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Haaland appoints members to commission on missing and murdered Native Americans

Haaland appoints members to commission on missing and murdered Native Americans
Secretary of the Interior Deb Haaland announced the appointment of nearly 40 members to the Not Invisible Act Commission which seeks to respond to missing and murdered Native Americans and Alaska Natives. Photo by Bonnie Cash/UPI | License Photo

May 5 (UPI) -- Secretary of the Interior Deb Haaland on Thursday announced the appointment of nearly 40 people to a federal commission to improve government response to missing and murdered Native Americans and Alaska Natives.

During a virtual event Haaland announced the members of the Not Invisible Act Commission, a cross-jurisdictional advisory committee made up of law enforcement, Tribal leaders, federal partners, service providers, family members of missing and murdered individuals and survivors of violence.

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"Everyone deserves to feel safe in their community, but a lack of urgency, transparency and coordination have hampered our country's efforts to combat violence against American Indians and Alaska Natives," Haaland said in a statement. "As we work with the Department of Justice to prioritize the missing and murdered Indigenous people's crisis, the Not Invisible Act Commission will help address the underlying roots of the Missing and Murdered Indigenous Peoples crisis by ensuring the voices of those impacted by violence against Native people are included in our quest to implement solutions."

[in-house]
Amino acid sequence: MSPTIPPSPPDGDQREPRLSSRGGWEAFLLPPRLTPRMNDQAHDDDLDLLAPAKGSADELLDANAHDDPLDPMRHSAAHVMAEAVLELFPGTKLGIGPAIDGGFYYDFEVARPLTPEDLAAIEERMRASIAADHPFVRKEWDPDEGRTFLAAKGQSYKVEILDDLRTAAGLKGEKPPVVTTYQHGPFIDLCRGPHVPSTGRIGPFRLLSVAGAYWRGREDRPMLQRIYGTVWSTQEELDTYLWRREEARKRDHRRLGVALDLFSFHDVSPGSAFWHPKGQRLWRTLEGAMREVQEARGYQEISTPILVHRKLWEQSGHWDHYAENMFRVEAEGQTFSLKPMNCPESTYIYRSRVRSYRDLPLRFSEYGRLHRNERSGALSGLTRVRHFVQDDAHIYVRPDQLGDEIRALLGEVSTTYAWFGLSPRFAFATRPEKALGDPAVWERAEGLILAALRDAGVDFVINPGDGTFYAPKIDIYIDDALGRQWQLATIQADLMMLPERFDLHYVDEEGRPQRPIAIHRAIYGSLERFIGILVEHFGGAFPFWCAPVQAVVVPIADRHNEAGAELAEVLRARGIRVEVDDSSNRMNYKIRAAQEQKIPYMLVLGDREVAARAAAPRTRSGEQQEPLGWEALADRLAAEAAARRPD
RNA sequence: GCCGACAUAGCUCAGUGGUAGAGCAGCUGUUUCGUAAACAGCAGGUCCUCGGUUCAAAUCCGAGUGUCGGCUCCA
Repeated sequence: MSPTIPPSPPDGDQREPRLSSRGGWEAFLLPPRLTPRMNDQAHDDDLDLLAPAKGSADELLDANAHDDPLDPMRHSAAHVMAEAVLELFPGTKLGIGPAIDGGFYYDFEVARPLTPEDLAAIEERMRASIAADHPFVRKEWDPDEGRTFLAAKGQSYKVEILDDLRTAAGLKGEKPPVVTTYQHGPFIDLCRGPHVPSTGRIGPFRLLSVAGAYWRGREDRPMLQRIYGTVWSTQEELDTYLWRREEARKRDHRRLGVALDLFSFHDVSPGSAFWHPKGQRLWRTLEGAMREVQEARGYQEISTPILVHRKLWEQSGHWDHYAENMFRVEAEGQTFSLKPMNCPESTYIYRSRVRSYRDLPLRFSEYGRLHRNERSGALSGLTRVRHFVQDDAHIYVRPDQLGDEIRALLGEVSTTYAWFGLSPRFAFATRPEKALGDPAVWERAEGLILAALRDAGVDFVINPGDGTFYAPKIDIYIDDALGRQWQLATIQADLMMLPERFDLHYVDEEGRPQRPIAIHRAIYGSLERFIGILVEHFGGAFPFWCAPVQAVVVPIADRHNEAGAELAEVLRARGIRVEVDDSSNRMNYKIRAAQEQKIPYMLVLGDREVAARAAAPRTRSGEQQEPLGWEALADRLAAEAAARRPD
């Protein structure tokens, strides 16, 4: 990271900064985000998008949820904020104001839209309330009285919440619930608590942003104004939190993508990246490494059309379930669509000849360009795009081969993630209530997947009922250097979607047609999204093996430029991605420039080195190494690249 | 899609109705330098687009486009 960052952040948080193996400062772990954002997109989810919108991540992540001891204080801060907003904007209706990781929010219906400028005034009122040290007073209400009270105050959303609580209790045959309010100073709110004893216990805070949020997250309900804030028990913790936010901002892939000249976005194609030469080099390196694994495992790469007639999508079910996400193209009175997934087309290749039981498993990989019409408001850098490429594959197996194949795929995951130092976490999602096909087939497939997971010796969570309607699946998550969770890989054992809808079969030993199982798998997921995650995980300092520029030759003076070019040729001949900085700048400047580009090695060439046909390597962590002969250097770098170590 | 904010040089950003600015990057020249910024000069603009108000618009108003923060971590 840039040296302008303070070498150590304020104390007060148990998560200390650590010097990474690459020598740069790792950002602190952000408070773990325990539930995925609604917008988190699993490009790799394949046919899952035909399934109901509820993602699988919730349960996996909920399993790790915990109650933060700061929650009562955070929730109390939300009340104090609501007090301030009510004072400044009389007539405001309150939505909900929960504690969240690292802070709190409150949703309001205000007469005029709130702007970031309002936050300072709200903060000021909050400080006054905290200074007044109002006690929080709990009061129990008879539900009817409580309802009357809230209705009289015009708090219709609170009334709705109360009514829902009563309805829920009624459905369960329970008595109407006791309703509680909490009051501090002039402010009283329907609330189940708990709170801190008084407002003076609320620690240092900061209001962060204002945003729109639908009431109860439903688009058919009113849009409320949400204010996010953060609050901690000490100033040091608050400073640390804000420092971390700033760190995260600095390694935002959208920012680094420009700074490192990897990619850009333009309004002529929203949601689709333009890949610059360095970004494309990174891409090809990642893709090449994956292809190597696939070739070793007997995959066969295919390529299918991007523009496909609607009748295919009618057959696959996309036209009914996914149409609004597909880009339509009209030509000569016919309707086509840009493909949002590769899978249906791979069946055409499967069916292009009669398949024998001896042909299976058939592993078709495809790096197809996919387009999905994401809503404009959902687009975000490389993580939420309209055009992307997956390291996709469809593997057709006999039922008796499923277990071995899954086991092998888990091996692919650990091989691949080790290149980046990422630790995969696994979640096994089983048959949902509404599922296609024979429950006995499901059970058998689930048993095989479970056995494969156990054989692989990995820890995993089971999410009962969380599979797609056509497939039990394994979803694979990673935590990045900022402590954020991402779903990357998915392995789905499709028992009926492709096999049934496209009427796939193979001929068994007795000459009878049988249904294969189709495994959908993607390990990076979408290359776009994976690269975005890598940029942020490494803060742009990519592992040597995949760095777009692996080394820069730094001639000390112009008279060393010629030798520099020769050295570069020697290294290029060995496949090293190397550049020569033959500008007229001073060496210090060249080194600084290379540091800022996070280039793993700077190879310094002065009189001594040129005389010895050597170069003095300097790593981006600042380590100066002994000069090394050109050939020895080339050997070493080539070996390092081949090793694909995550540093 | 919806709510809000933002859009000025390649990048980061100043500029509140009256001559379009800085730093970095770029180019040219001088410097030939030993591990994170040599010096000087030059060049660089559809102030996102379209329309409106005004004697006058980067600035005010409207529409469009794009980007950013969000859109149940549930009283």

The commission was established under the Not Invisible Act, which Haaland sponsored during her time in Congress and was signed into law in October 2020.

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However, the seats of the commission remained empty until Thursday, prompting some lawmakers to criticize the Biden administration for failing to move to form the commission and allow it to get to work.

Now that it has been seated, the commission will identify, report and respond to instances of missing and murdered Indigenous peoples cases and human trafficking, develop legislative and administrative changes necessary to combat the crisis and increase information sharing with Tribal governments on the issue.

It will also have the authority to hold hearings, gather testimony and receive evidence and feedback from its members to provide recommendations to Haaland and Attorney General Merrick Garland.

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"I wish we didn't need to be here," Haaland said. "I wish that this day was obsolete, that we didn't have to keep fighting year after year for our people to be honored and respected."

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